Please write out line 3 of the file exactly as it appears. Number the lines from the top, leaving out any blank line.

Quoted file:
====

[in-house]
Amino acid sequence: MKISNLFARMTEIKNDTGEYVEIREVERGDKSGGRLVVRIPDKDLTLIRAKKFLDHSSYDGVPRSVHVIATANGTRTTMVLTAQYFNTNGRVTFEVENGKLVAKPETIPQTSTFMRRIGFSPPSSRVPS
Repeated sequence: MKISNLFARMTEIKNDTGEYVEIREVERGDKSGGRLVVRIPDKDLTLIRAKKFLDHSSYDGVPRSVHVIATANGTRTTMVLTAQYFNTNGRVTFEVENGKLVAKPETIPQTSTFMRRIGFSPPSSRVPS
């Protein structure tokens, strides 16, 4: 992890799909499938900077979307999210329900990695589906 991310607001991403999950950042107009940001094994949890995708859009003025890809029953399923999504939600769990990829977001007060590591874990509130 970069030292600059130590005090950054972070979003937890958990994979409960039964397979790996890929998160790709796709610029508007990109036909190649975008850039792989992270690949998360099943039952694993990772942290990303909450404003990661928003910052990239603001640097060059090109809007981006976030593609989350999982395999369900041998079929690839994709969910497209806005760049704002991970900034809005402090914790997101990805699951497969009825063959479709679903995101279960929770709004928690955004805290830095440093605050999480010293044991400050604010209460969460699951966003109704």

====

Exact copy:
Repeated sequence: MKISNLFARMTEIKNDTGEYVEIREVERGDKSGGRLVVRIPDKDLTLIRAKKFLDHSSYDGVPRSVHVIATANGTRTTMVLTAQYFNTNGRVTFEVENGKLVAKPETIPQTSTFMRRIGFSPPSSRVPS